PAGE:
- Update your project schedule at least every other day.
- Review the project charter periodically to make sure it is still in alignment.
- Understand the project financials fully each week.
- Deliver a status report each week
- Make sure that your issues and action items are up to date.
- Vigilantly pursue project issues and action items each day
- Meet with your team at least once a week.
- Make sure that your project risks are up to date.
- Make sure invoices are processed.
- Check the tidiness of the network folder and files.
- Update project accomplishments at least once a week.
- Update the project journal or diary at least once a week.
Saturday, April 21, 2012
Read this once each week during your project. Depending on the type of project, the following activities may apply.
Posted by Jeff at 1:47 PM
Saturday, April 7, 2012
Many people throw around the terms Project Plan and Work Plan. Sometimes when people say project plan, they're really referring to the project schedule. Personally, I use Work Plan and Project Plan synonymously, and the Project Schedule is a very specific item and only one element of a successful project. A Work Plan should essentially tell you how this project is going to get done, across many topics. I have a Work Plan template that I'd like to share here. It incorporates the following elements:
- Project Objectives
- Success Criteria
- Overall Project Strategy
- Project Scope
- What's In Scope
- What's Out of Scope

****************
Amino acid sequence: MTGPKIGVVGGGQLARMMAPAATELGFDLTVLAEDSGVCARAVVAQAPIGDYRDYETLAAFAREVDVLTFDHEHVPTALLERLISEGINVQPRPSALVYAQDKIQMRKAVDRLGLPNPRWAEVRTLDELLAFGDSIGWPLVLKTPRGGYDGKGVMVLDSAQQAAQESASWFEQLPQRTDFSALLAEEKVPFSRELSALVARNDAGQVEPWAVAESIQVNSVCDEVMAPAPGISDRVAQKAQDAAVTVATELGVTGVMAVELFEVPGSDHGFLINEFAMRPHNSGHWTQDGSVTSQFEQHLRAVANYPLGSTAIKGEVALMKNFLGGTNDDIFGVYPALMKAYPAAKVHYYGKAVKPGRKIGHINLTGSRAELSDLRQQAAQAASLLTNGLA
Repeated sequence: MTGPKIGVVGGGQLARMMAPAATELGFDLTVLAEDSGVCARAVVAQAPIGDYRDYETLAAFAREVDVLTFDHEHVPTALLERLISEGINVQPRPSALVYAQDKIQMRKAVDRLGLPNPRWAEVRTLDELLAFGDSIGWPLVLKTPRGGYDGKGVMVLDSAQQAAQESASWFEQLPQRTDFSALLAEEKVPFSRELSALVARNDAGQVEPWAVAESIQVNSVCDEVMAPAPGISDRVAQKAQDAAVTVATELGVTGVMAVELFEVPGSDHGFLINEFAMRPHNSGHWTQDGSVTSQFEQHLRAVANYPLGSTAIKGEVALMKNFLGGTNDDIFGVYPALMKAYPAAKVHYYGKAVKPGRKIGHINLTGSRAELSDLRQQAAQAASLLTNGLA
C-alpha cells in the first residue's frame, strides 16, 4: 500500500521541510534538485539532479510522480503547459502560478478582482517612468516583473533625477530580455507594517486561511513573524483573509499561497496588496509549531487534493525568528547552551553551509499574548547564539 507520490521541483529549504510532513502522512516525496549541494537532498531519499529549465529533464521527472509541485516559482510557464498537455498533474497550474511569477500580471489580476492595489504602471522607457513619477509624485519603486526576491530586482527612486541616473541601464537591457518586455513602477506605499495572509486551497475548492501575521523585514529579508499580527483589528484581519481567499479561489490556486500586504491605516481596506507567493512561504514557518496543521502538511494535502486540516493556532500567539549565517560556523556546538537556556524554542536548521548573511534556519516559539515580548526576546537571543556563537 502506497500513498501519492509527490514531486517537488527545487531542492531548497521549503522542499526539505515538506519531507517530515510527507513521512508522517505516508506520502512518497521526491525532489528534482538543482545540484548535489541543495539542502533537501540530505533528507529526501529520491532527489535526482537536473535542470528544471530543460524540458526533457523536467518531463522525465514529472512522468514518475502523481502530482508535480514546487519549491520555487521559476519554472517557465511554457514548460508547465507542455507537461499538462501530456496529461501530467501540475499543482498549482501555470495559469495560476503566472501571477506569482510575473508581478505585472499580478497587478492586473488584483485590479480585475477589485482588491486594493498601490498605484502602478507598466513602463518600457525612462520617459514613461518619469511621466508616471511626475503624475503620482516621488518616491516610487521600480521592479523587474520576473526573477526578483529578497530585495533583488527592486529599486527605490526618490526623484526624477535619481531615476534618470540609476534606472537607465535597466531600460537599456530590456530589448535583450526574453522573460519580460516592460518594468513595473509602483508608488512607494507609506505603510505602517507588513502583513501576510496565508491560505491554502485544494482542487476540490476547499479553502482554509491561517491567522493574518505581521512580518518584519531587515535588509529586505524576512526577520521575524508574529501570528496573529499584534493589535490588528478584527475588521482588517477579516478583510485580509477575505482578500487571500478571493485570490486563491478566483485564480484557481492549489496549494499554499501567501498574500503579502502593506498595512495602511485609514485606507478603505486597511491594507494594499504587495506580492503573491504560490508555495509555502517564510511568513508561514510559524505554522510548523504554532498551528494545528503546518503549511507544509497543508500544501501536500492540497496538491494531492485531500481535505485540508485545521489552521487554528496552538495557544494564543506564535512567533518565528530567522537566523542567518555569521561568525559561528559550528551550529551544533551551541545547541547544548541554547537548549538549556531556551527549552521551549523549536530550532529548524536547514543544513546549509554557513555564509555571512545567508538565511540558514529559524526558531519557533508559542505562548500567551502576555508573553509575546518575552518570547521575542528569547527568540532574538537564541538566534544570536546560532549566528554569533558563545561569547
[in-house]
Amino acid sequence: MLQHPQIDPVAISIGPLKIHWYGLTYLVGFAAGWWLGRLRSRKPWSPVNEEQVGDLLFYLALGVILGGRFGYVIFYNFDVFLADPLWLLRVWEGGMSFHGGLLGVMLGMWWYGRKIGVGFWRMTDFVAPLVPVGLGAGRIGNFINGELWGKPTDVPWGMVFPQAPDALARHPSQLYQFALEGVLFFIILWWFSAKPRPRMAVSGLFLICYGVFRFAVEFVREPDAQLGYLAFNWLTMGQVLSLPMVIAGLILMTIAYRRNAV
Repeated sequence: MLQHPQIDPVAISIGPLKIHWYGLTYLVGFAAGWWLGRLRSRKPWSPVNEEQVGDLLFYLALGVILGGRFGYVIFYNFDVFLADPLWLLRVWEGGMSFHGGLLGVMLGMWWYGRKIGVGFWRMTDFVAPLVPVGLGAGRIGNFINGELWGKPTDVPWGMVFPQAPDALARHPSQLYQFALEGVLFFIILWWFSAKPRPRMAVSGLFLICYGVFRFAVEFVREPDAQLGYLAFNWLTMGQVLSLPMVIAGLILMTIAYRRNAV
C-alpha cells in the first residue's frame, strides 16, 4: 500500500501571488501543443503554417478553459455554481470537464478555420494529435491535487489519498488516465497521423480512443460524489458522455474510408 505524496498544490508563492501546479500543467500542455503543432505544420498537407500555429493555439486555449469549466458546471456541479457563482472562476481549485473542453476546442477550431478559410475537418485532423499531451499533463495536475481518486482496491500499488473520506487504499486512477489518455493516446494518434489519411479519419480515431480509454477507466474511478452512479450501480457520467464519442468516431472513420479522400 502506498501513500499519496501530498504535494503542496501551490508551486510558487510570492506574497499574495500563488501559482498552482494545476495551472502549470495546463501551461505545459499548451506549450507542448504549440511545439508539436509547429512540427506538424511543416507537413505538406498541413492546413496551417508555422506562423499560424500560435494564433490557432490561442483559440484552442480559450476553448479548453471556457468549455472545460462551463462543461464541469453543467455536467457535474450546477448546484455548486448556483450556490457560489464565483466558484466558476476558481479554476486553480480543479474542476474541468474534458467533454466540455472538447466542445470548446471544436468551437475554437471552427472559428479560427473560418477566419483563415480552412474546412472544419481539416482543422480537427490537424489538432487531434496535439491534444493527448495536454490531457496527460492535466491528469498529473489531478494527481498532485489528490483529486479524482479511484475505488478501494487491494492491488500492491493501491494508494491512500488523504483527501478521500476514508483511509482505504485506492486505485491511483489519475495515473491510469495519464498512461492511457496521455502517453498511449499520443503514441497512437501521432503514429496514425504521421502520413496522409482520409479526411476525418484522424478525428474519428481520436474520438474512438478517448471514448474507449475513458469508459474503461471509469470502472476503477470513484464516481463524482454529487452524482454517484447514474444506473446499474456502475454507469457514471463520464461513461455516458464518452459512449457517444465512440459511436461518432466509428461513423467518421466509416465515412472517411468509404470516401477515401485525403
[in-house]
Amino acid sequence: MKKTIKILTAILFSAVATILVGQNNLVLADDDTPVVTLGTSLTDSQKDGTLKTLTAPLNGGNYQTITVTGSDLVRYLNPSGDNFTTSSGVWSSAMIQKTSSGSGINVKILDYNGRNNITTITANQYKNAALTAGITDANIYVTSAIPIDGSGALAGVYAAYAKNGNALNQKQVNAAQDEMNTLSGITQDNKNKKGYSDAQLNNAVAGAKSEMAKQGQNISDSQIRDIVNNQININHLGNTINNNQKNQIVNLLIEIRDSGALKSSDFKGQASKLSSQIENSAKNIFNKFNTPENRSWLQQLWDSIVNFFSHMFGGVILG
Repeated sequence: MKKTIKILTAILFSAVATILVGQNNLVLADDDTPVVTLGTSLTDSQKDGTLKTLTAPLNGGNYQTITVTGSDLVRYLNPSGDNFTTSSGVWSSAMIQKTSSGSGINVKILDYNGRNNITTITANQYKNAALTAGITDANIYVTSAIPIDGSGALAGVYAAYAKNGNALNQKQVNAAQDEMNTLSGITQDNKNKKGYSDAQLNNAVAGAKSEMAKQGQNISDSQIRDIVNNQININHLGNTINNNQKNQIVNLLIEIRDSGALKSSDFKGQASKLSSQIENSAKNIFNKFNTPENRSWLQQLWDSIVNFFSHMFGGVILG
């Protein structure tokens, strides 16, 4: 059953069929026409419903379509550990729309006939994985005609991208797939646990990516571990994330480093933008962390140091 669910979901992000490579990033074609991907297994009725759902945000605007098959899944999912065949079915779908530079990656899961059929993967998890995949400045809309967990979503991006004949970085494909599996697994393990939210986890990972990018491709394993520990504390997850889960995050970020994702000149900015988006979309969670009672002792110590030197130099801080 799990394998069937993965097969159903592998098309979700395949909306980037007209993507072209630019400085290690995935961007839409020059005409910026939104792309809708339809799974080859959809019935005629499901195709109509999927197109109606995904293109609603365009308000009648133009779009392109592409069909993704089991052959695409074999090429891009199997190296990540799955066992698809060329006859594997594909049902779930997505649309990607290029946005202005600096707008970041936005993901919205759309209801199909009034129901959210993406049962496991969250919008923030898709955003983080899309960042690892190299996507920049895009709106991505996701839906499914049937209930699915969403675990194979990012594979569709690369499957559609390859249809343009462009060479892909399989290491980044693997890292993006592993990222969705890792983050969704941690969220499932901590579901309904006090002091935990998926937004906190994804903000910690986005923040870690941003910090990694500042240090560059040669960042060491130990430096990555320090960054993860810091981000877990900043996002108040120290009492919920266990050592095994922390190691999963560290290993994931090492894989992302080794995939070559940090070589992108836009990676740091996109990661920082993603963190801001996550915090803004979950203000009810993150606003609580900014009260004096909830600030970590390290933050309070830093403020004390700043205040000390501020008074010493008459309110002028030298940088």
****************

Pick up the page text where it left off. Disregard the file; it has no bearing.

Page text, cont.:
- Project Phases – High-level descriptions
- Key Project Deliverables
- Communication Plan Work Breakdown Structure (WBS)
- Project Schedule
- Risk Management Plan
- Project Organization & Staffing
- Team Organization Model & Core Responsibilities
- Individual Roles & Responsibilities
- Deliverable Review Matrix
- Technical Overview
- Project Budget
Any of the above might refer out to a supporting document as needed.
Posted by Jeff at 3:37 PM
Read this before you start your project. Depending on the type of project, the following steps may be useful.
- Help transition your team members onto your project appropriately.
- Develop a project charter and obtain sign-off(s) from the appropriate people.
- Deliver all necessary documentation to the vendor for knowledge transfer.
- Start a physical project notebook.
- Review post-project reviews (aka a “post-mortem” or “sunset” meeting) from past similar projects, with a focus on: what worked well? what did not work well? what was suggested to improve the next project?
- Seek out individuals for background information
- Open the project accounts to billing. Make sure team members know the reference billing numbers.
- Make sure all non-internal labor (contractors) know how to invoice.
- Make sure all non-labor costs have been accounted for. These costs may include: photography cost, hardware and software costs, project expenses
- Make sure a solid project schedule baseline is established and reflects the most accurate picture of the project. Make sure major milestones are clear.
- Make sure your budget workbook accurately reflects all project labor costs
- Start a list of issues and action items
- Create a communications plan
- Create a risk management workbook
- Establish the templates to be used on the project
- Establish a well-organized project folder on the network
- Inform marketing and the rest of company of the project to generate enthusiasm. For marketing purposes, prepare a couple paragraphs on the overview of the project that includes the project overview and the importance of the project
- Hold a well-organized kick-off meeting
Posted by Jeff at 1:19 PM